Sorry. I’ve given away the ending. But like a true classic, this is a book that can be savored even if you know how it ends.


    May 25 2011

    Gardening (&) Empires

    rebetsky

    Jamaica Kincaid, novelist, gardening columnist, and writer who’s written for the Village Voice and The New Yorker, says, “Most of the nations that have serious gardening cultures also have, or had, empires. You can’t have this luxury of pleasure without somebody paying for it. This is nice to know. It’s nice to know that when you sit down to enjoy a plate of strawberries, somebody got paid very little so that you could have your strawberries. It doesn’t mean the strawberries will taste different, but it’s nice to enjoy things less than we do. We enjoy things far too much, and it leads to incredible pain and suffering.”

    Our labor in the garden is free, but it’s sweet, hard work. I concluded a long time ago that we pay far too little for our food. Kincaid offers an interesting perspective on why this is so. I’m sure I can speak for many gardeners when I say that nothing tastes as fine as what comes from the garden. It comes at a dear price, but one that I am happy to pay.


    Apr 25 2011

    Shaping up for spring

    Natalie

    Spring arrived all at once today,  and that inspired me to pack up the winter clothing and break out the summer duds.   First, I discovered I have three nightgowns I didn’t remember.  Most disastrously, all last year’s clothes don’t even have wiggle room.  Ugh!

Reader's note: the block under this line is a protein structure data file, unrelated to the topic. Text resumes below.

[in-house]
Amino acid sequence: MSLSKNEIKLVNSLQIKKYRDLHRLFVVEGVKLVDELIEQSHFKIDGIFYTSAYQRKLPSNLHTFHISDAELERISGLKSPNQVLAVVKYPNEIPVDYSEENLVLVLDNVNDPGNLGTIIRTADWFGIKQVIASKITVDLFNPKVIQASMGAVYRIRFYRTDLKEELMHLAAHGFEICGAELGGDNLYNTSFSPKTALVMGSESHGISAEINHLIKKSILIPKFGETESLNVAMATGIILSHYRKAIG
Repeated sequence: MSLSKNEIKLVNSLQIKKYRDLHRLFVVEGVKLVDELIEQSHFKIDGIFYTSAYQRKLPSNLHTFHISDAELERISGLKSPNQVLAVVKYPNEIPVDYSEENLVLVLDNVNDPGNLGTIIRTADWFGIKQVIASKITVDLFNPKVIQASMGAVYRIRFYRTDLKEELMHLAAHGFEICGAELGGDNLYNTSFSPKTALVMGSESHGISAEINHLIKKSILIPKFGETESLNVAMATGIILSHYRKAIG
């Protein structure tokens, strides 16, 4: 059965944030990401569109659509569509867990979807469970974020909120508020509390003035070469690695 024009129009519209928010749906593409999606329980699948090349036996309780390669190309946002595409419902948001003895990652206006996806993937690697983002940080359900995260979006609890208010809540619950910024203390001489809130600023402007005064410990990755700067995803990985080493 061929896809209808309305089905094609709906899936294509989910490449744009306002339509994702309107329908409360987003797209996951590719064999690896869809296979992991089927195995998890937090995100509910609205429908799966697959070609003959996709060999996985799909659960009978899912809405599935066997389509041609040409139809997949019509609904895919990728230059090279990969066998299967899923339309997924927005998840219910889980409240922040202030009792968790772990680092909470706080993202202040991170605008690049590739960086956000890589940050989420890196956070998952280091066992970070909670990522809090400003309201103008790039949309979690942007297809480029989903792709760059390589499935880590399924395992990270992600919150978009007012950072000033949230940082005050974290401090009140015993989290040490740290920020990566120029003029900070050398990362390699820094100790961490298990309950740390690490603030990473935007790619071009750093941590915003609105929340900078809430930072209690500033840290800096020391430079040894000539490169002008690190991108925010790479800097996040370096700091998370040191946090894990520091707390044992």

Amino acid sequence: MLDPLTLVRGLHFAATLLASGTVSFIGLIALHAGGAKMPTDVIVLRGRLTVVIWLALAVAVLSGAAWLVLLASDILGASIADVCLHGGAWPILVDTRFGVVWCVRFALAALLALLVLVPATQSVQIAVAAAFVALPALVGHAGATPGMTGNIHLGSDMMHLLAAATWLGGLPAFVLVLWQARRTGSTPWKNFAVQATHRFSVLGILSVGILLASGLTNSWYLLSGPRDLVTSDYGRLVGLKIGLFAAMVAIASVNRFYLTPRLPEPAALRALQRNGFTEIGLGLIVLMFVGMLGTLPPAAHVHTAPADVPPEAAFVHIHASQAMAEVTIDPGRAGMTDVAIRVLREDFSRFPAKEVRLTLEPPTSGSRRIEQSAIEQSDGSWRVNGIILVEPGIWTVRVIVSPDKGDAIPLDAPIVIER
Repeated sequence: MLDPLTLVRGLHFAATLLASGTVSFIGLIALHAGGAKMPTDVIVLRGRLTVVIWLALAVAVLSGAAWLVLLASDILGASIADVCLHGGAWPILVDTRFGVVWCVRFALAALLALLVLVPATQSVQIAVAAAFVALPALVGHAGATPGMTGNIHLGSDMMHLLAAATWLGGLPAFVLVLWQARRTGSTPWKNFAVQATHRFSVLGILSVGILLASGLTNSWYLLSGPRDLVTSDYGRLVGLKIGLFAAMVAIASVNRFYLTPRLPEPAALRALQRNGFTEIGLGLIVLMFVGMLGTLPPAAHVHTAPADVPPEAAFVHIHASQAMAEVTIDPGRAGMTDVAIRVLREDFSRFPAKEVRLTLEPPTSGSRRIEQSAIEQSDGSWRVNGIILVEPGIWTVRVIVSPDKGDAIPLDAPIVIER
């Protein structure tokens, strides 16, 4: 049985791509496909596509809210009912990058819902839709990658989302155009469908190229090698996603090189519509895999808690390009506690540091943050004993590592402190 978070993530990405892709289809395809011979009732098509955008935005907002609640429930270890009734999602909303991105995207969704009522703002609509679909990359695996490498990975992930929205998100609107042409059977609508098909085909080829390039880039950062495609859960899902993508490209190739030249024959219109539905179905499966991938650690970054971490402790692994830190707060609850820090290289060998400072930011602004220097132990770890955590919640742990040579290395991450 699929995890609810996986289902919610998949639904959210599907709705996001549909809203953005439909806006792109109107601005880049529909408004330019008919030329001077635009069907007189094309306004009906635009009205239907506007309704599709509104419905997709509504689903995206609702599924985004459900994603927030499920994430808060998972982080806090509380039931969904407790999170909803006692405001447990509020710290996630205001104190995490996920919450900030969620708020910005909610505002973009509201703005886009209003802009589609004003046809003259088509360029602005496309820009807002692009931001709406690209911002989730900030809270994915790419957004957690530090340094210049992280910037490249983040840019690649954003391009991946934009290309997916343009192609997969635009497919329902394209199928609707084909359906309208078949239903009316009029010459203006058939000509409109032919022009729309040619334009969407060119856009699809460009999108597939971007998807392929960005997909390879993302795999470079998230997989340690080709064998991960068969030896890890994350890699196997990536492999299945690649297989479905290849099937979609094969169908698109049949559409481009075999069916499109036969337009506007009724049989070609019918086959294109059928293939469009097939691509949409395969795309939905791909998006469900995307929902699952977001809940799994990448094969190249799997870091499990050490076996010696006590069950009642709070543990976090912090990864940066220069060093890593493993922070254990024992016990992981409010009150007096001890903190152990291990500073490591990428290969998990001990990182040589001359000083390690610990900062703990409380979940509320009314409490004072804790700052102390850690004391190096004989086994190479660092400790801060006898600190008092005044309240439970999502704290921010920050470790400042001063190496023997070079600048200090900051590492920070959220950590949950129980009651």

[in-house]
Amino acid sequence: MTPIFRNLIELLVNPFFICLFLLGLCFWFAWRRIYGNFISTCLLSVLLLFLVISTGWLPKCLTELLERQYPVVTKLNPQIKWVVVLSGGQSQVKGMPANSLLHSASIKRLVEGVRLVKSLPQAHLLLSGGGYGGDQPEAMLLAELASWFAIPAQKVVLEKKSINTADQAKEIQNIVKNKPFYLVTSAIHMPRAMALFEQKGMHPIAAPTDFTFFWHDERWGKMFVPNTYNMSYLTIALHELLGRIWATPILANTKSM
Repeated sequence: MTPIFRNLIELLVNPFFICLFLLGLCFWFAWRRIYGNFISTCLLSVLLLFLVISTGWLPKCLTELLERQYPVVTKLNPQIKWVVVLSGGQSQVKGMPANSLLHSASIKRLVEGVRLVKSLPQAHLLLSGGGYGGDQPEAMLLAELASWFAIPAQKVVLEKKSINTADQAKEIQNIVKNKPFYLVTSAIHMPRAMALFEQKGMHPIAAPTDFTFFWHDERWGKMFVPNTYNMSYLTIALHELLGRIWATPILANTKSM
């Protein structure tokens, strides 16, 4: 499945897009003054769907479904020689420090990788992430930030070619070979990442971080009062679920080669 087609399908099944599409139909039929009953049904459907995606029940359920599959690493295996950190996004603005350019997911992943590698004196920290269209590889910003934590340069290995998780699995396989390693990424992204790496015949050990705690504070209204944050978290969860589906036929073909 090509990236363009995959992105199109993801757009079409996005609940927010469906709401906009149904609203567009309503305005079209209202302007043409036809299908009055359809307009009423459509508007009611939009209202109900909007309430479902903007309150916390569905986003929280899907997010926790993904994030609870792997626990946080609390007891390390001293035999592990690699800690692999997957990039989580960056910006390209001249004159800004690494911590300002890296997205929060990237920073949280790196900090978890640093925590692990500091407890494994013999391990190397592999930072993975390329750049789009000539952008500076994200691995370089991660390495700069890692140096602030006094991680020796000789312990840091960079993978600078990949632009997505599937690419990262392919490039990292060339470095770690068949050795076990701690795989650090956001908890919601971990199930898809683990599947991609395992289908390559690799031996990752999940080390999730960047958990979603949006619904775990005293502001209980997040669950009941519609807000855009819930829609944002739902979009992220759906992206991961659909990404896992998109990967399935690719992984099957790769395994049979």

Roger found a free app for me, Nike+.  Plenty of people must be using it for running, but it works just as well for walking.  It tracks mileage, time and calories.  At intervals, a nice voice comes on to encourage me and give me the walking update.  There is a cumulative total mileage feature, which means nothing, but psychologically, it’s priceless.  The app combined with two energetic dogs and new walking shoes, and I have to get moving.

    I’m also using (on and off) mynetdiary, an app for weight loss.  It features target calories per day, exercise, weight, water consumed, and notes.  I like the graphs it can produce, including the food breakdowns.  Since it is connected to the web, all of the foods are updated, so most commercial items, like Planter’s Peanuts (did I eat those?), are easily accessible.

    One area where I need extra help is in consuming water.  There is a grid of blue water droplets, and the user taps each one representing a glass of water consumed.

    Both apps are great motivators–I guess the most important element for motivation is me!


    Jan 2 2011

    Meaningful Words

    Natalie

    Happy New Year!

    Roger has chosen three words to be his watchwords for the new year.  Sounds like an excellent way to make a resolution.  I have been thinking of my own choices.  “Reuse, Recycle, Renew?”  They seem to hackneyed and insincere, even though I would like to work harder to be less wasteful.

    I was thinking about “hospitality “ as one of them, but I’m about partied out from 2010, so I might not take that word seriously.